Posted on EPOCA: 09 Jul 2012
A decade-long time series recorded in Central California demonstrates that a shallow, near-shore environment (17 m depth) is regularly inundated with pulses of cold, hypoxic and low-pH water. During these episodes, oxygen can drop to physiologically stressful levels, and pH can reach values that potentially result in dissolution of calcium carbonate. Pulses of the greatest intensity arose at the onset of the spring upwelling season, and fluctuations were strongly semidiurnal and diurnal. Arrival of cold, hypoxic water on the inner shelf appears to be driven by tidal-frequency internal waves pushing deep, upwelled water into nearshore habitats. We found no relationship between the timing of low-oxygen events and the diel solar cycle. These observations are consistent with the interpretation that hypoxic water is advected shoreward from the deep, offshore environment where water masses experience a general decline of temperature, oxygen and pH with depth. Analysis of the durations of exposure to low oxygen concentrations establishes a framework for assessing the ecological relevance of these events, but physiological tolerance limits to such hypoxic events are not well documented for most near-shore organisms expected to be impacted.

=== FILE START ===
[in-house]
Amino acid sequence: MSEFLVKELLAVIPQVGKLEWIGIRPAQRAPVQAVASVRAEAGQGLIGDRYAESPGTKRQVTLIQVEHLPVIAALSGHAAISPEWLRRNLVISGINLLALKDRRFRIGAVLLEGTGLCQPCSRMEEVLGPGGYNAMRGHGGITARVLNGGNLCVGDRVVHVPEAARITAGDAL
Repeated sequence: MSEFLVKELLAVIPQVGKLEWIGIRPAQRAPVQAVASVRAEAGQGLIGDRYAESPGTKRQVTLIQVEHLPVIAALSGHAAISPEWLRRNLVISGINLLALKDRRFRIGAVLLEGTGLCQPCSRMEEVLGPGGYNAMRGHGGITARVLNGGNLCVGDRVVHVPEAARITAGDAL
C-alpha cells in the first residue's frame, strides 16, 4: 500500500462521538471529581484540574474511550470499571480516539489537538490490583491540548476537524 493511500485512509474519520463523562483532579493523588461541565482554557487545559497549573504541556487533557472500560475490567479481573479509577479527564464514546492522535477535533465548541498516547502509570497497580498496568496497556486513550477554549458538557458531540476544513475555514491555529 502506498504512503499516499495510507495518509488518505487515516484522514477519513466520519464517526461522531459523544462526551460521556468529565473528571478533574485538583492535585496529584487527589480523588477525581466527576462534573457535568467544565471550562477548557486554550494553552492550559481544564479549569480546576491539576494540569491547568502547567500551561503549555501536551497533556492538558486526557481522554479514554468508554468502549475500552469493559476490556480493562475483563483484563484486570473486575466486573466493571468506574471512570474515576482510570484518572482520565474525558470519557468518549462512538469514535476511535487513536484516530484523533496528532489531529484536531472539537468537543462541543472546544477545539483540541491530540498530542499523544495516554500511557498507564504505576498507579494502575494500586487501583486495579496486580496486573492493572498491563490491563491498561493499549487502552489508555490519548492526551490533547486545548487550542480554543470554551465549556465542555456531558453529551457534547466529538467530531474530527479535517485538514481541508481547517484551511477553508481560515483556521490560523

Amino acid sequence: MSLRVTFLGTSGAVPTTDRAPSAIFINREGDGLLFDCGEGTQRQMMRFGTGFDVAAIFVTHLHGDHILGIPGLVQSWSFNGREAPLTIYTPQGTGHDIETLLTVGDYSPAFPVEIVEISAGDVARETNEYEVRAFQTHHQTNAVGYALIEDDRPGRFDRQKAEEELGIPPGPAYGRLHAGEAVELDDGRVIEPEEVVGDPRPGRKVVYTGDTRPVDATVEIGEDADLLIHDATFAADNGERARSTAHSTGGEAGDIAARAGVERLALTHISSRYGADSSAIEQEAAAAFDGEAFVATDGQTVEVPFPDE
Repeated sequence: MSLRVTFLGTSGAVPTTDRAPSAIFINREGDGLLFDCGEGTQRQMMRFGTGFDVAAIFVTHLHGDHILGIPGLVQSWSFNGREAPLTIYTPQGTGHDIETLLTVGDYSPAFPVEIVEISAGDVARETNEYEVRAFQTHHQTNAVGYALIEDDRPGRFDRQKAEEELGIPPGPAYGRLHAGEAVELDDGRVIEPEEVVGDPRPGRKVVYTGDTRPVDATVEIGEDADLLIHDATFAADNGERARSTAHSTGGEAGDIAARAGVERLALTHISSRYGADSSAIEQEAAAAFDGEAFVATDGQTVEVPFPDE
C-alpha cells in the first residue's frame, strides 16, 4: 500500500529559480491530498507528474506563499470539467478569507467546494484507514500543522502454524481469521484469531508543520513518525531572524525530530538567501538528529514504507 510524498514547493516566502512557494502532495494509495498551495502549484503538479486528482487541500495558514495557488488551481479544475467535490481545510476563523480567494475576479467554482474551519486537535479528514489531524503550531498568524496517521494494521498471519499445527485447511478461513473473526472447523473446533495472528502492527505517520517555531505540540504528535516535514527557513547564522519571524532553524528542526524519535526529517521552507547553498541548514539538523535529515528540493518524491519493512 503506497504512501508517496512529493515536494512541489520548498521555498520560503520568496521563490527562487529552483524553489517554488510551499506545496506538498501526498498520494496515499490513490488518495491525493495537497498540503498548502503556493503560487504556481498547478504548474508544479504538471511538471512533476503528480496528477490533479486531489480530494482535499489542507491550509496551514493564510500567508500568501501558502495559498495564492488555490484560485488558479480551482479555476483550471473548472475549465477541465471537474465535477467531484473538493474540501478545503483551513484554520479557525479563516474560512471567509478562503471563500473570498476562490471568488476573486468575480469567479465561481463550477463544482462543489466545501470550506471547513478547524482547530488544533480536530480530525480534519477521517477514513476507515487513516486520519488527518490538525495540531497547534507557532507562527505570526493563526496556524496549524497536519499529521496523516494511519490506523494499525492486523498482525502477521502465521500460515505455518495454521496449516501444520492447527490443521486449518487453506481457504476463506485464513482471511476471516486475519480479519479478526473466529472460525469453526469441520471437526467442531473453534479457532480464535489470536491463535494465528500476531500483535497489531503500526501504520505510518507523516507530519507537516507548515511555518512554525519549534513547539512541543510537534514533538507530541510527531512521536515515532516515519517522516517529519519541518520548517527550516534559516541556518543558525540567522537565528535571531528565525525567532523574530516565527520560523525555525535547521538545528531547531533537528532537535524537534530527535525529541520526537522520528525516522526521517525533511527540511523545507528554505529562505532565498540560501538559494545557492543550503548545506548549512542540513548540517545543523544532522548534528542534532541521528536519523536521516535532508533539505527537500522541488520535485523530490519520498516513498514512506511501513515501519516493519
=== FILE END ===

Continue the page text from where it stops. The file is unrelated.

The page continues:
Booth J. A. T., McPhee-Shaw E. E., Chua P., Kingsley E., Denny M., Phillips R., Bograd S. J., Zeidberg L. D. & Gilly W. F., in press. Natural intrusions of hypoxic, low pH water into nearshore marine environments on the California coast. Continental Shelf Research. doi: 10.1016/j.csr.2012.06.009. Article (subscription required).